Location Recognition Using A Mobile Phone Camera

Project Description

While publishing a joint article with Prof. Kelvin Sung regarding Mobile Technology and Museum Visitation, I investigated how museums nowadays are utilizing mobile technologies to attract visitors and enhance their museum experiences. Many museums are adopting mobile technologies to help visitors "wayfind" within the museum, however, current indoor location-aware solutions, such as WiFi-triangulation and Bluetooth, are unable to pinpoint the location of the visitor with acceptable accuracy, or require large infrastructure investments which makes such solutions unpractical for museums. Towards this end, I was motivated to research and design a practical system which is able to recognize the location of museum visitors using photos captured with a mobile phone. The outcome of this project provides a framework which can be extended for further study and eventually be utilized in the Pacific Science Center museum game project led by Prof. Kelvin Sung.

During this project, I implemented an experimental framework for pinpointing indoor location by recognizing objects in photos. The front end UI was built on the Microsoft Windows Phone 7.1 platform, and the back end utilizes Windows Azure cloud services for data storage and processing. The image recognition code was implemented with the EmguCV library which is a .Net wrapper for the OpenCV library.

To understand how to build this framework, I read several academic papers which outlined the use of computer vision techniques for indoor localization and were primarily tested in the museum environment. As a result, I chose to apply the Speeded Up Robust Features (SURF) algorithm in my project after comparing the pros and cons of the SURF algorithm with others such as Scale Invariant Feature Transform (SIFT) and the Viola-Jones object detection framework.

Since I had no prior experience with mobile and cloud application development, this project gave me an in depth understanding of the mobile and cloud development process, and allowed me to gain hands on experience designing an entire system from end-to-end (including research, project planning, analysis, requirements, design, implementation, testing, and deployment). I also learned about novel techniques for performing image recognition. In addition, I made several contributions to computer vision forums by fixing tools and answering questions on how to migrate EmguCV based applications to the cloud.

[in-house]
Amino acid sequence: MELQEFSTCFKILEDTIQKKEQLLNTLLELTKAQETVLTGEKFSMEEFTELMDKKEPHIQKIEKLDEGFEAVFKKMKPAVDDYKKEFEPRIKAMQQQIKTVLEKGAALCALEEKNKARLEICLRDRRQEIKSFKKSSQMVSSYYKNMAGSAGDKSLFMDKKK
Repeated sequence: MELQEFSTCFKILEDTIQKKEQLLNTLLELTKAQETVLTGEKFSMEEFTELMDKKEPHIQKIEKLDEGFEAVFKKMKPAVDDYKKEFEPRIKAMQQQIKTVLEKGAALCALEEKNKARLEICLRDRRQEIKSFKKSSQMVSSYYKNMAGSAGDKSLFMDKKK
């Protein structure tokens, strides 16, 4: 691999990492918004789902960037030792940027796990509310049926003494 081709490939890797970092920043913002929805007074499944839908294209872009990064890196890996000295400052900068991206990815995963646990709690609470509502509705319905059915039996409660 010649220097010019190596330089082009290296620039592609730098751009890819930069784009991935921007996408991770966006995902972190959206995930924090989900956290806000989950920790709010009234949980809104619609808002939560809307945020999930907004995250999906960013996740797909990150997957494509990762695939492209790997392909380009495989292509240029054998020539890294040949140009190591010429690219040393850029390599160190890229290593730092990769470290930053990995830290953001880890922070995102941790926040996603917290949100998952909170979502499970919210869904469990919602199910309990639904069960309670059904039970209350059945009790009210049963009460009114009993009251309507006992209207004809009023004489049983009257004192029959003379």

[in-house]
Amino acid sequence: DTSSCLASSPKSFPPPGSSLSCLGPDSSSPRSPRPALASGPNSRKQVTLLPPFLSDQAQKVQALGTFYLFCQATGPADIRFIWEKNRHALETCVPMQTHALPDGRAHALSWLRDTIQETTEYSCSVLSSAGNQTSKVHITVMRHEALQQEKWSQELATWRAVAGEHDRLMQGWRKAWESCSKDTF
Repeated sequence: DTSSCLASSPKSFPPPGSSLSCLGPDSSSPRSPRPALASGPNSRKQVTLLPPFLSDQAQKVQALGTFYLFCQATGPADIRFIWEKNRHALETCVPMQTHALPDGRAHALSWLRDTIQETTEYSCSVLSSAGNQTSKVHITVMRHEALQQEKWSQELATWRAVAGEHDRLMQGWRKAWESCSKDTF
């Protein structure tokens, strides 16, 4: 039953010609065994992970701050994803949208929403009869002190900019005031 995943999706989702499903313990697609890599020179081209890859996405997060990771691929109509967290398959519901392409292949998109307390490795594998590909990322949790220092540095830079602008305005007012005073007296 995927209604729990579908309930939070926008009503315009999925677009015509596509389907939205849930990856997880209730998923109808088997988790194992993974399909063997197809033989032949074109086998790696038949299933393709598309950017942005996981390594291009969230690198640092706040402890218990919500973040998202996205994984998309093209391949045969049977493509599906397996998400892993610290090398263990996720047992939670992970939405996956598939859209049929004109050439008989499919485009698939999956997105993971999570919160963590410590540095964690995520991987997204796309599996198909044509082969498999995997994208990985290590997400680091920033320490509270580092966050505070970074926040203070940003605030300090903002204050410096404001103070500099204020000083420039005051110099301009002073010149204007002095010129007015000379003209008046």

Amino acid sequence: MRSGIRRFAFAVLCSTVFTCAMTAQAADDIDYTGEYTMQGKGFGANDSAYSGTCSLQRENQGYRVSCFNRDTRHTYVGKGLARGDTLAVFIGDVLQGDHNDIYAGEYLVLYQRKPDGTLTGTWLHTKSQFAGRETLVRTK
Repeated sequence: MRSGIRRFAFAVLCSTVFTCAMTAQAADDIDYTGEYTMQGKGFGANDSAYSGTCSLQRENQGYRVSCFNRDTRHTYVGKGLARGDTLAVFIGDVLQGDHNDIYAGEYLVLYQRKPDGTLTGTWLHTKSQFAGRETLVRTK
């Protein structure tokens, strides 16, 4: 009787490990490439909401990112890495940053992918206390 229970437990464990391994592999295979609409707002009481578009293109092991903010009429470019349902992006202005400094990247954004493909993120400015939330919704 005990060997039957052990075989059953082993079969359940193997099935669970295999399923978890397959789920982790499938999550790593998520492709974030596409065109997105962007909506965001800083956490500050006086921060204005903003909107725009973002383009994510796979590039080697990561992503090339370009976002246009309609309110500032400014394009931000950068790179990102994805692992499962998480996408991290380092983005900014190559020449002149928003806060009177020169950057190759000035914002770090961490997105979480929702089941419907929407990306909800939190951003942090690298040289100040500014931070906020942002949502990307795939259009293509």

Although the framework of the solution is completed and can be used to perform location recognition, several improvements can be considered for future work:

  • Extend the solution so it can select the appropriate detection parameters based on the type of object being detected. While the solution is currently optimized for detecting objects such as paintings, more experimentation needs to be performed to determine the parameters for detecting other types of objects.
  • Adding a web-based UI for managing model images. Currently the system allows the addition and deletion of model images through the mobile phone client UI, however, this is still cumbersome for managing a large number of model images.
  • Supplementing the solution with other location-aware technologies to reduce the set of candidate images to compare against. Currently the solution performs comparison against all model images which linearly increases the detection time as more model images are added.

Project Overview Diagram

Model upload process

Image detection process

Project Screenshots

Project screenshot array


  1. Tsai H and Sung K. Mobile Applications and Museum Visitation. IEEE Computer 2012;45(4):95-8.
  2. Aizawa K, Yamasaki T, Kawaji H and Kawamura S. Location identification for visitor behavior log in museum. In Proceedings of the 9th ACM SIGGRAPH Conference on Virtual-Reality Continuum and its Applications in Industry. ACM, New York, NY, USA, 2010.
  3. Bay H, Ess A, Tuytelaars T, Van Gool L. Speeded-Up Robust Features (SURF). Computer Vision Image Understanding 2008 JUN;110(3):346-59.
  4. Fasel B and Van Gool L. Interactive museum guide: accurate retrieval of object descriptions. In Proceedings of the 4th international conference on Adaptive multimedia retrieval: user, context, and feedback. Springer-Verlag, Berlin, Heidelberg, 2007.
  5. Feryanto A and Supriana I. Location recognition using detected objects in an image. In Electrical Engineering and Informatics (ICEEI), 2011 International Conference on. 2011.
  6. Lowe DG. Distinctive Image Features from Scale-Invariant Keypoints. International Journal of Computer Vision 2004;60(2):91-110.
  7. Ruf B, Kokiopoulou E, Detyniecki M. Mobile Museum Guide Based on Fast SIFT Recognition. 2010;5811:170-83.
  8. Viola P and Jones M. Rapid object detection using a boosted cascade of simple features. In Computer Vision and Pattern Recognition, 2001. CVPR 2001. Proceedings of the 2001 IEEE Computer Society Conference on. 2001.
  9. Werner M, Kessel M and Marouane C. Indoor positioning using smartphone camera. In Indoor Positioning and Indoor Navigation (IPIN), 2011 International Conference on. 2011.

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Project Info

Henry Tsai

Min-Han Henry Tsai

Faculty Advisor
Kelvin Sung